GM standardizes data transfer

INFORMATION TECHNOLOGY
Name: Preston McPhail

Title: Director, GM Information Systems and Services, Global Order-to-Delivery Services

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When Rick Wagoner took over as General Motors CEO in June 2000, he promised big changes. For one, he said, the automaker had to move "at Internet speed."

But with 4,000 computer systems, that's not easy.

So GM hired SeeBeyond Technology Corp. to standardize its data transfer. GM is using SeeBeyond's () software to create what it calls adapters so computers can extract data from each other regardless of programming languages.

"GM wants to have the ability to deliver seamless, instantaneous communications - both internally and externally - to its dealers and suppliers," said Charles Johnson, 36, SeeBeyond's global manufacturing and retail industry director.

Preston McPhail, 40, director, GM Information Systems and Services, Global Order-to-Delivery Services, said: "We believe that, long term, integrating our computer systems is going to reduce our structural and development costs. We'd like to see a 25 to 50 percent reduction in integration costs over the total life of the program, which is four years."

SeeBeyond focuses on integrating GM's Order-to-Delivery program, which involves 15 computer systems. SeeBeyond is drawing on its experience with a similar integration project for Hewlett-Packard (hp.com).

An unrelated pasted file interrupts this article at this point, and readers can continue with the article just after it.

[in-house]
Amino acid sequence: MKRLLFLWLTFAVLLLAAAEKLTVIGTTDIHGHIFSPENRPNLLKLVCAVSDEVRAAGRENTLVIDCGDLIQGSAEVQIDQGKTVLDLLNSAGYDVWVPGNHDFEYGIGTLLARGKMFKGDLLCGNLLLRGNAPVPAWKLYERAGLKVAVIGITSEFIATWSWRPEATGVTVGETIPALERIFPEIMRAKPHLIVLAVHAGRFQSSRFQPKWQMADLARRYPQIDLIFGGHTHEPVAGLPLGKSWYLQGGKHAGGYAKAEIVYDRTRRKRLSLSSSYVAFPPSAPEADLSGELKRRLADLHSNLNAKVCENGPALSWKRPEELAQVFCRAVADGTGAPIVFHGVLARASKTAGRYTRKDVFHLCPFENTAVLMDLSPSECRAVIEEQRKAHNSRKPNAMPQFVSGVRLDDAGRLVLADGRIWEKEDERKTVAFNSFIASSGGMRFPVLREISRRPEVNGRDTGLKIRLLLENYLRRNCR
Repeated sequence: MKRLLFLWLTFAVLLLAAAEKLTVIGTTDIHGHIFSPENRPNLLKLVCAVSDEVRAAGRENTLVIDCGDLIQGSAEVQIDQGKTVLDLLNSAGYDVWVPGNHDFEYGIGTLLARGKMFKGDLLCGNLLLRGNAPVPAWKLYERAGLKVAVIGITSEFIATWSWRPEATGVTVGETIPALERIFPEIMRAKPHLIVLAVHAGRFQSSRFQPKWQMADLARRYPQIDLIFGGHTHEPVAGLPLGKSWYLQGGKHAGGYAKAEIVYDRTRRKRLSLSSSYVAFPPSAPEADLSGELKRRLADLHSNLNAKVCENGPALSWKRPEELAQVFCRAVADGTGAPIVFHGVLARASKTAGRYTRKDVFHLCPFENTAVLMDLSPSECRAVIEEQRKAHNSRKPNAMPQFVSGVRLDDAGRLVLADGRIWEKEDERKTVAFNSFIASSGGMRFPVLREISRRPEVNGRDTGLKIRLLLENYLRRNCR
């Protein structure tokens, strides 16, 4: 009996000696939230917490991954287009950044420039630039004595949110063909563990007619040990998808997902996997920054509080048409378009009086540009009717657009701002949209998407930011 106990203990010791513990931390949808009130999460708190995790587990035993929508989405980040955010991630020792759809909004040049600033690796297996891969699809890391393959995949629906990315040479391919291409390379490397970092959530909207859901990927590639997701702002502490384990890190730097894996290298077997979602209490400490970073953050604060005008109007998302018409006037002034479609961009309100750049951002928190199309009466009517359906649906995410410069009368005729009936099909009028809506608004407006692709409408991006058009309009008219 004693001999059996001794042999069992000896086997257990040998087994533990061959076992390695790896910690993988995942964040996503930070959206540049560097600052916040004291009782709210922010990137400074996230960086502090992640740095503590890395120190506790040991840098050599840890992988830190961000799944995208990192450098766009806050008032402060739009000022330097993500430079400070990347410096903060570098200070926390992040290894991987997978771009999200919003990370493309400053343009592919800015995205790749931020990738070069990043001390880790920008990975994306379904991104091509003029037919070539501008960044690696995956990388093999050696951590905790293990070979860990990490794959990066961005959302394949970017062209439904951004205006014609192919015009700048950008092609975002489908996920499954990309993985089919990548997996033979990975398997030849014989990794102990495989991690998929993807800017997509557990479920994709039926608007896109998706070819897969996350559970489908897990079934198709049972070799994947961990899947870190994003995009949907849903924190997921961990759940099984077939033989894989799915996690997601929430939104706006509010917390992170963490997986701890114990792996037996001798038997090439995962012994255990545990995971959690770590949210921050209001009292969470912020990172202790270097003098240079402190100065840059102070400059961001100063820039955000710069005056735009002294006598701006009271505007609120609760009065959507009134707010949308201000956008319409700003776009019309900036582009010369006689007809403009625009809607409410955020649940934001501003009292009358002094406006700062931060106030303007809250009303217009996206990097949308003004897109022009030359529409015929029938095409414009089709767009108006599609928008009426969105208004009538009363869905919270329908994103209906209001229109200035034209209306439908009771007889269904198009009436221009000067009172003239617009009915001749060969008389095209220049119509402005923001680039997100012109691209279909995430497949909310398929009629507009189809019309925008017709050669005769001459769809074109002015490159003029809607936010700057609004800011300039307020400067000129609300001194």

In that instance, the computer maker's customer service systems had five business operations worldwide that were using disparate computer systems. Consumers could not check on their orders online and might have waited as long as 24 hours for Hewlett-Packard to respond. Now the computer maker offers that information in real time, Johnson said.

The Monrovia, Calif., software company had revenues of $114.7 million in 2000. It has 806 employees with 12 offices in the United States and seven offices overseas.

Neither SeeBeyond nor GM would discuss the financial terms of their contract. Johnson said that SeeBeyond's typical contracts were in the $400,000 to $500,000 range, but that the GM deal was "for significantly more." it

Joe Cabadas is a Detroit-area free-lance writer. He can be reached at

autoreporter@aol.com

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